Performance often drops when people are unable to balance the various aspects of their lives. Just because an employee is at their desk or in the office does not mean that they are present in their work. Being “absent” of mind is far more costly to businesses than physical absence itself. Efficiency drops dramatically and this can bring down the morale of the entire staff. Allowing flexibility in time off will ensure that people feel they can take care of things that would otherwise be perceived as “personal” as part of your work culture. This gives people the opportunity to balance their lives. Balanced people can focus on the tasks at hand and be present. Wouldn’t you rather have a team of focused individuals, than people wishing they were somewhere else?
9. Competitive advantage
Top talent is always in demand. Finding people to fill valuable roles is often difficult. How does unlimited vacation sound as a perk to attract talent? In the same way you might have laughed at the suggestion, your employees or potential hires are sure to perk up at the idea of this incentive. Give yourself this advantage, it sounds like a pretty sweet deal.
10. Improve your hiring practices
When you cultivate a dynamic and challenging environment in your company, you must raise the bar on your hiring practices and ensure that the people you are bringing into the company truly fit the mold. University degrees and records of employment are not enough to meet the criteria. Hiring will have to focus more on the individuals personal style, motivational factors and abilities. By being more selective your success in hiring will improve and this will reduce turn over costs and increase profitability.
11. Work hard — play hard
People love to feel accomplished, to come into an environment where things are always buzzing and moving forward. Environments that encourage people to work hard and play hard are hard to come by. Unlimited vacation policies ensure that when people are at work they want to be there. People can celebrate success because it means something, being part of a winning team means always delivering your best and working with others to see achievements. Its a different energy than someone punching in the clock, counting the hours or days until they can escape with a vacation. Which energy would you rather cultivate?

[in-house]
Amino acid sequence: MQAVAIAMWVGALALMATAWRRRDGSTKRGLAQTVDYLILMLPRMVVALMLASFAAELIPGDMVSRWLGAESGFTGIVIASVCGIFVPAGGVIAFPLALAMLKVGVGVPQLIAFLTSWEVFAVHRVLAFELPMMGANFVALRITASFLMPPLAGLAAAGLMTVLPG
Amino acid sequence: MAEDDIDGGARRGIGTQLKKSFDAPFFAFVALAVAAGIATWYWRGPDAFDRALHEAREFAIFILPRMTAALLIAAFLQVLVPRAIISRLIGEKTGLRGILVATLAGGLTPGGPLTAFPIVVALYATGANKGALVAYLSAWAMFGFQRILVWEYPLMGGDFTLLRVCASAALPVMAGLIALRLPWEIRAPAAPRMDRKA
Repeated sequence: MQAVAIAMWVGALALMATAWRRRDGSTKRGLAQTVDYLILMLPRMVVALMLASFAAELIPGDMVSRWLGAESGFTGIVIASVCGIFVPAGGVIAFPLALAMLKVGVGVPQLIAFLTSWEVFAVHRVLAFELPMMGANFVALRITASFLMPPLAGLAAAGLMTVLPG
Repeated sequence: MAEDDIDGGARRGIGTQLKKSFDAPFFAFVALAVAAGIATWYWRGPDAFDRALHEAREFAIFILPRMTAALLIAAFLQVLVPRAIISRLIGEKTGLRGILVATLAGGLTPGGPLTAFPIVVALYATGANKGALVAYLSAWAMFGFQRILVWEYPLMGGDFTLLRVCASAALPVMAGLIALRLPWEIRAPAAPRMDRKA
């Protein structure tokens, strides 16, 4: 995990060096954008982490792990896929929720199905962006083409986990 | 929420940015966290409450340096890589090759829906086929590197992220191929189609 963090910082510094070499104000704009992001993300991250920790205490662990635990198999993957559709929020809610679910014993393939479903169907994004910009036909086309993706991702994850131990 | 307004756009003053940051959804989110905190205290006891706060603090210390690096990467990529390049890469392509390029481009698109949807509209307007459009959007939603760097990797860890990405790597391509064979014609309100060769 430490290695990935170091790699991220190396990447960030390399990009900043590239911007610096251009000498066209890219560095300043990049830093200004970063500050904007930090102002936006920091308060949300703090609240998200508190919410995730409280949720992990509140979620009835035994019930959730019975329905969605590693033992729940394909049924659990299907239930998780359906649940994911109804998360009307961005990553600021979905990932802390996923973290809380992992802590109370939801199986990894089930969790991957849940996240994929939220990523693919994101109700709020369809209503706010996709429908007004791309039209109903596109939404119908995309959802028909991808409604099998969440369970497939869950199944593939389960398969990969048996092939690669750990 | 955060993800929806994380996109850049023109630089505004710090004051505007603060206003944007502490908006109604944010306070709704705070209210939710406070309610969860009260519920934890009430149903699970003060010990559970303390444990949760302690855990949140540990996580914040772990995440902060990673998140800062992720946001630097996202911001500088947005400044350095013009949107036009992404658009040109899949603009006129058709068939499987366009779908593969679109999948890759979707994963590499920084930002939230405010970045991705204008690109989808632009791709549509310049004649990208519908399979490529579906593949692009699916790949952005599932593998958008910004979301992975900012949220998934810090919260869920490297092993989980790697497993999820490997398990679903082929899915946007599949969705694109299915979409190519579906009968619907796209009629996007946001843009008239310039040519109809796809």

12. Corporate unity
When everyone is united with common goals the strength of a team is amplified. Knowing where you stand thanks to increased communication and having a truly ingrained commitment to results creates a synergy that unifies everyone. Knowing that being at work means being present brings everyone together. Everyone is working toward the same goals, everyone feels good.
These are 12 points to improve your business while creating reward for your employees. Do you think you are ready to take that on?
Does this list point towards other areas you need to work on in your environment before you even consider something like this? What do you think, is your company ready or structured to handle unlimited vacations? Very few are, yet the ones who do have outstanding success. What’s your take on it?